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A view of the city of Munich - slightly different (III)

Dear readers, as microscopy enthusiasts and highly complex multi-million cell systems you are already perfectly aware of the existence of the microscopic life all around you. No need to tell you.

But not everybody on this world is so lucky as to be informed about those parallel worlds by teachers and parents. Nevertheless there are moments when those different worlds are meeting and intersecting. For example, when a child (still being able to do some visual close-focusing) is perceiving those tiny red dots moving around on sunny pavements and cement walls. In those moments it becomes common sense for everybody that there might be tiny worlds inhabited by beings quite different from "worms".

We do still remember those moments of enlightenment in our own childhood, many years ago. Today we know that those tiny red moving spots are in fact mites. They show an enormous color contrast with respect to the urban pavement.

And they are quite impressive when seen under a microscope:

[ Munich pavement moss inhabitant: red mite ]

Red mite from Munich city pavement moss. Body length ca. 0.5 mm. Apparently it has no problem with temporarily flooded pavement areas. And no, it doesn't feed on tardies. As the mites are active in the dry moss and the tardigrades are resting in the dry moss (forming so-called tuns) the mites and the tardigrades are actually present in the same areas but nevertheless live in different circles.

But there are other distinctive signs of life in the microscopic pavement world. Particularily attractive are those green cell systems as shown below. Being hydrophobic in character they can float on wet pavement and can spread all over town. We are not perfectly sure but we think that those green elements might be early development stages of pavement mosses:

[ Munich pavement life: baby moss? ]

Baby moss? Diameter ca. 0.5 mm. Incident light.

[ Munich pavement life: Baby moss? Detail in transmitted light ]

Baby moss? Detail view, transmitted light. Green chloroplasts are visible within the cells.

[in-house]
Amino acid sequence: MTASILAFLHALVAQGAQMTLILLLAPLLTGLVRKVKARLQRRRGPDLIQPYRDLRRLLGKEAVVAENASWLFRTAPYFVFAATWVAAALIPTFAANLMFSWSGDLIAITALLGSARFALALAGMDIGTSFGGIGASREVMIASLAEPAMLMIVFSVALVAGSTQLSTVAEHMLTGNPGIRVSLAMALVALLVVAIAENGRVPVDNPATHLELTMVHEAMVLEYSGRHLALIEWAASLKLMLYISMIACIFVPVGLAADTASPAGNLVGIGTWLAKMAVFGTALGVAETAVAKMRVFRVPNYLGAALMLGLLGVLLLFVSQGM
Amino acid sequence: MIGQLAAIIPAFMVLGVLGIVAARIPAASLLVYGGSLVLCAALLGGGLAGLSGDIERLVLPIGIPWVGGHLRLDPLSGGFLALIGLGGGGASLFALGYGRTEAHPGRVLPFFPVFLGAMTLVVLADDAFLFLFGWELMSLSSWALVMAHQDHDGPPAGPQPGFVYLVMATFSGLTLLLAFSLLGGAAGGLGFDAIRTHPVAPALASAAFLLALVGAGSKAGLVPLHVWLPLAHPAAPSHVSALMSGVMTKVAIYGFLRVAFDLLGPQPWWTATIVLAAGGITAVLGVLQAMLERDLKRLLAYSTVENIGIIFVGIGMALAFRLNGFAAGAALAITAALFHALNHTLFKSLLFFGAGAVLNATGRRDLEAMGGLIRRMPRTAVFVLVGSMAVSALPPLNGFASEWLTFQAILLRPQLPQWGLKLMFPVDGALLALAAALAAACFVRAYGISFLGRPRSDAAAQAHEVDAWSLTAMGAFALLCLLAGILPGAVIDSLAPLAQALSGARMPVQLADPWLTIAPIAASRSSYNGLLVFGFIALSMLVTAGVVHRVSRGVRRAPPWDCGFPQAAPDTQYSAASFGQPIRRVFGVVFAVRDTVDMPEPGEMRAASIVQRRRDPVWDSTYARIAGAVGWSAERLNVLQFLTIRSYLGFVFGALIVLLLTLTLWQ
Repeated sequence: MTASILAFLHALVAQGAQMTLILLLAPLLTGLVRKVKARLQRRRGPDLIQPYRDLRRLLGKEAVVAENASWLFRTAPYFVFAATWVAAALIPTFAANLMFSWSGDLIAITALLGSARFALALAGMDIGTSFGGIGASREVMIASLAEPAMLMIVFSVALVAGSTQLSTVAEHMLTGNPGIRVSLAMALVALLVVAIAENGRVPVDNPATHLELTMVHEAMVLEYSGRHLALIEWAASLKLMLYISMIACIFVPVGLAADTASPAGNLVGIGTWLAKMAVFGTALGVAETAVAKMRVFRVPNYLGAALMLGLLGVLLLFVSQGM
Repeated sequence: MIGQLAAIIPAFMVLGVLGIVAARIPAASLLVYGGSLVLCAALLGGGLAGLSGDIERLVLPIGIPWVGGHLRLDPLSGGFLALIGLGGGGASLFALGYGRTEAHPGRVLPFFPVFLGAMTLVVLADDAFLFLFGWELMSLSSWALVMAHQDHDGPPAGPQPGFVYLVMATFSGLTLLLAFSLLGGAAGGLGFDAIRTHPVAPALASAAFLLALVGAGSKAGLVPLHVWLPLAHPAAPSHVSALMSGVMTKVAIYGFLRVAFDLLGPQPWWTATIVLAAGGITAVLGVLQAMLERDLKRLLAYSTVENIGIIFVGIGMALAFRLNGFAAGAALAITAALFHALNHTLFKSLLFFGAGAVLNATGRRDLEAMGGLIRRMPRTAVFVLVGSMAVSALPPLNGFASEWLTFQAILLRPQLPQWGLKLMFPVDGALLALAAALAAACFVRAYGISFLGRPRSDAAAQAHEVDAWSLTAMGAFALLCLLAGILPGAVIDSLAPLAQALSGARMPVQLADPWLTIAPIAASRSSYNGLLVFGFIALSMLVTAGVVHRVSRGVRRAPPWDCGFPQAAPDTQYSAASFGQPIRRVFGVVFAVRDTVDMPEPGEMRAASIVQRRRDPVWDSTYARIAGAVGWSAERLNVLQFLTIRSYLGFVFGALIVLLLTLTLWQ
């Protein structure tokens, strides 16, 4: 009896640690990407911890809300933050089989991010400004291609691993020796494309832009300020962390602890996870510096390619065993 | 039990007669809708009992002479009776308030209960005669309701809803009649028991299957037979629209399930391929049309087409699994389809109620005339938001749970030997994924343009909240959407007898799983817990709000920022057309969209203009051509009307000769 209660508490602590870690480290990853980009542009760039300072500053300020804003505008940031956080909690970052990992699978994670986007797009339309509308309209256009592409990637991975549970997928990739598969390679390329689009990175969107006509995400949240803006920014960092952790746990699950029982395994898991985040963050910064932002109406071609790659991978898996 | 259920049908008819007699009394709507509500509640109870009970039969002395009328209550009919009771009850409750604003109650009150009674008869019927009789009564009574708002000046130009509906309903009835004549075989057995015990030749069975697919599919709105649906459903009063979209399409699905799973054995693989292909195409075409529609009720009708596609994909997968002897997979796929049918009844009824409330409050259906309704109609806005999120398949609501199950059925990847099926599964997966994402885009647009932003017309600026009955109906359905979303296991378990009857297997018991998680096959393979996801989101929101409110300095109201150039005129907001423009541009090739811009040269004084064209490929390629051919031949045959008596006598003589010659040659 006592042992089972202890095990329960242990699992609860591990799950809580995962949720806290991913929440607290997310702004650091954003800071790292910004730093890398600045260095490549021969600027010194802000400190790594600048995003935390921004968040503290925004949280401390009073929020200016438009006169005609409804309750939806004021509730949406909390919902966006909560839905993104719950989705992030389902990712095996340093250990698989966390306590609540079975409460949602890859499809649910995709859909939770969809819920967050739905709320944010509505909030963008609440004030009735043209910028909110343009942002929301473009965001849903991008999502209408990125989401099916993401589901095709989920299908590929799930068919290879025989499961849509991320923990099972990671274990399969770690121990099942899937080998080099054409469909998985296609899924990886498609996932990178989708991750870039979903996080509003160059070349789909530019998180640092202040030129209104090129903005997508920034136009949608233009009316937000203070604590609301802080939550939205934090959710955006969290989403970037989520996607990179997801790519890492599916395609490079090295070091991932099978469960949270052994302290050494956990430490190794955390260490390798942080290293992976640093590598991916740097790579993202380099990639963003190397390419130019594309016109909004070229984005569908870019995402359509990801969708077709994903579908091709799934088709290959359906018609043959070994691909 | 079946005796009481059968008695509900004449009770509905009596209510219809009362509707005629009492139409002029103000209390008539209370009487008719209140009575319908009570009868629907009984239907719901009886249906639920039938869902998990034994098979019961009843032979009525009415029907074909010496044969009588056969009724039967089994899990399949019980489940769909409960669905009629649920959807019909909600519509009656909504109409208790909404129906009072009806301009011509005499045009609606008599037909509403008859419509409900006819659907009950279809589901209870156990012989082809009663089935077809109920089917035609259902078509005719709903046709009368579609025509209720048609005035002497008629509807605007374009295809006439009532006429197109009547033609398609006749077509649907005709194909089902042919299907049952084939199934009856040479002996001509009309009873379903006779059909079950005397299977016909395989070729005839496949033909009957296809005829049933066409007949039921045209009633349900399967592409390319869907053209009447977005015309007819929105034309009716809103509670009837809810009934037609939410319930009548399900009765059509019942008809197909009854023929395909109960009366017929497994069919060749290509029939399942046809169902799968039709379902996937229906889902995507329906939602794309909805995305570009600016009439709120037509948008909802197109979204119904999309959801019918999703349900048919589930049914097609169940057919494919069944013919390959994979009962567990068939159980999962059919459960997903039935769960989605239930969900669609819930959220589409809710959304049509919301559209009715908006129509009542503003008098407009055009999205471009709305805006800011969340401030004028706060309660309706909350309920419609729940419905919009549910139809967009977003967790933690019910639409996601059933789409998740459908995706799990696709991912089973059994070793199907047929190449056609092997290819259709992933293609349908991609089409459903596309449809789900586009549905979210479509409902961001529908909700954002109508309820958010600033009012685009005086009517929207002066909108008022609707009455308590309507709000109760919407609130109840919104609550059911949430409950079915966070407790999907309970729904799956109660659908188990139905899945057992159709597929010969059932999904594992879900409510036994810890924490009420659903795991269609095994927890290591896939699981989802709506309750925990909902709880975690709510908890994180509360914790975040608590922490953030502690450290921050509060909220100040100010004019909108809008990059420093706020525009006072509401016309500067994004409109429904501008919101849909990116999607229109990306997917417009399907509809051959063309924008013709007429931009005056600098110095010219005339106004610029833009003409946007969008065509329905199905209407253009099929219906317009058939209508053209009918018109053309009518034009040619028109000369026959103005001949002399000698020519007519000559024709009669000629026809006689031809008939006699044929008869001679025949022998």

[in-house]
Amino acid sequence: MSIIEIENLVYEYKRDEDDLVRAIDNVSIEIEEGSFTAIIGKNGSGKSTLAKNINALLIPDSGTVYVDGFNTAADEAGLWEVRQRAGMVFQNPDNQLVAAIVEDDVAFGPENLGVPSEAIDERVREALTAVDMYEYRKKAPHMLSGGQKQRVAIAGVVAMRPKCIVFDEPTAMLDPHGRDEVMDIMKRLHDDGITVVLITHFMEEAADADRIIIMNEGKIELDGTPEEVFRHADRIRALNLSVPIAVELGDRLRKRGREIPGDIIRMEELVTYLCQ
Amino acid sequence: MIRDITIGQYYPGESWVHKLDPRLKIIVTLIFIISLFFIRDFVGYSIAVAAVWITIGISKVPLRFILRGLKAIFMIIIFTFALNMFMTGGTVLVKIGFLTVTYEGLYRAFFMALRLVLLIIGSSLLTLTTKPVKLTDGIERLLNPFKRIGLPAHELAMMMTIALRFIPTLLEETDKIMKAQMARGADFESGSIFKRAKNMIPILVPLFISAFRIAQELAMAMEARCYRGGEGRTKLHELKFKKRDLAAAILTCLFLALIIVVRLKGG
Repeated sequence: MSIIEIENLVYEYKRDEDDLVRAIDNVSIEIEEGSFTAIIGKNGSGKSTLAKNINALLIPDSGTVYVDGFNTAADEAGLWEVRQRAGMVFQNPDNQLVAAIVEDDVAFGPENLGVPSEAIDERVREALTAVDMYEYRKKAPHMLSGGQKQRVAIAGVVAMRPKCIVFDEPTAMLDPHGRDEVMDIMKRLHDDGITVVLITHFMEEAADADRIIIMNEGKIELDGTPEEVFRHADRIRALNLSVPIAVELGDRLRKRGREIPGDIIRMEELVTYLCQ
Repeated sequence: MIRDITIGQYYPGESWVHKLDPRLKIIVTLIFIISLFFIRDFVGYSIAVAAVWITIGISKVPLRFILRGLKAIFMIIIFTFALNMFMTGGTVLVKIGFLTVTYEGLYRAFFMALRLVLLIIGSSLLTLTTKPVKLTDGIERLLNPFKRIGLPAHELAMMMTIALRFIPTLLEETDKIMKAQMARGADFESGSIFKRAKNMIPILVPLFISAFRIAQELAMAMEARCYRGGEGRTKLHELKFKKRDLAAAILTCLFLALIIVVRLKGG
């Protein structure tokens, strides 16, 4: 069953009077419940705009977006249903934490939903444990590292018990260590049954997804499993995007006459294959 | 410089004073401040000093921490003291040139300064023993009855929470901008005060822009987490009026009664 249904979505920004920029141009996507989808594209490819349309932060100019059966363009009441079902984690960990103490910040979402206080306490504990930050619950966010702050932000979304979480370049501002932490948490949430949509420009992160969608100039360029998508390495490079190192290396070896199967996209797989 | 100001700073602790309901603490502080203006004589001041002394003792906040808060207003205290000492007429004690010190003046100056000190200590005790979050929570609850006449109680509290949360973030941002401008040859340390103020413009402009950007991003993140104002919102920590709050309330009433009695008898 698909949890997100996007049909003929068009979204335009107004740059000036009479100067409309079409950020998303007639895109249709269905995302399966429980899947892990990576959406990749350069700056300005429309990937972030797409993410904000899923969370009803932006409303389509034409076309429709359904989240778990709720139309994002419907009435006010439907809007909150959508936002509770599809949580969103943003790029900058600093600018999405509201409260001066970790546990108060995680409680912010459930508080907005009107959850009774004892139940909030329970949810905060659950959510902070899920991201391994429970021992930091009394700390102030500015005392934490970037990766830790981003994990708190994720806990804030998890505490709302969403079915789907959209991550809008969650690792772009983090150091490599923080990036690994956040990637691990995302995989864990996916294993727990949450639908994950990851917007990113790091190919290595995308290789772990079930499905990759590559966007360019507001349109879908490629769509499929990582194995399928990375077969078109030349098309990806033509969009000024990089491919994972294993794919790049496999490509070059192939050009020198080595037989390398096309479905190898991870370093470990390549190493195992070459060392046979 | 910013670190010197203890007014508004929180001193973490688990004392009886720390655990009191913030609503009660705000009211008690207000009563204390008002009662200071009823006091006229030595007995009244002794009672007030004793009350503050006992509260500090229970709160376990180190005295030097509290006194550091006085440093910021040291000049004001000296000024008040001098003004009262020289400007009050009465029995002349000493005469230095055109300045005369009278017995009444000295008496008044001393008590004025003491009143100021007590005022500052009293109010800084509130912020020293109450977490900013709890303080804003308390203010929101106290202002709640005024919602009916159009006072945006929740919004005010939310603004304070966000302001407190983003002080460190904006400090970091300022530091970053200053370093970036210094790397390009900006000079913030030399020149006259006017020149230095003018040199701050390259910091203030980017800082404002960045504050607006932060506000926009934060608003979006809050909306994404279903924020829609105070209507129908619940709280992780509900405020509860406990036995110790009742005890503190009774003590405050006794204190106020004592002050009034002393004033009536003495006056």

But the tardigrades, and they were not few, remained slightly mysterious to us. We found only one species of Macrobiotus individuals. Many adults and seniles but no youngsters and no eggs at all.

[ Typical tardigrade as found in Munich city pavement moss ]

Typical tardigrade as found in Munich city pavement moss. Body length ca. 300 µm.

[ Typical tardigrade as found in Munich city pavement moss. Detail, red stomach-intestine region ]

Similar tardigrade but with a completely different stomach-intestine content. Obviously there is enough food around and the individual tastes might be different. Image width ca. 200 µm.

[ Typical tardigrade as found in Munich city pavement moss. Senile spots on backside ]

Senile Macrobiotus sp. tardigrade. Detail view of the backside with numerous brown pigment stains.

With respect to the missing species determination eggs would have been of particular interest. Macrobiotus hufelandi eggs are showing characteristic protrusions - we didn't find any of them. But we found many males which looked quite active.

[ Typical tardigrade from Munich city pavement moss: male]

Detail view: testis of the Macrobiotus sp. male shown above. Image width ca. 0.1 mm.

Well, we will have to look out further for some hidden eggs later on. It is not Easter time yet.

© Text, images and video clips by  Martin Mach  (webmaster@baertierchen.de).
Water Bear web base is a licensed and revised version of the German language monthly magazine  Bärtierchen-Journal . Style and grammar amendments by native speakers are warmly welcomed.

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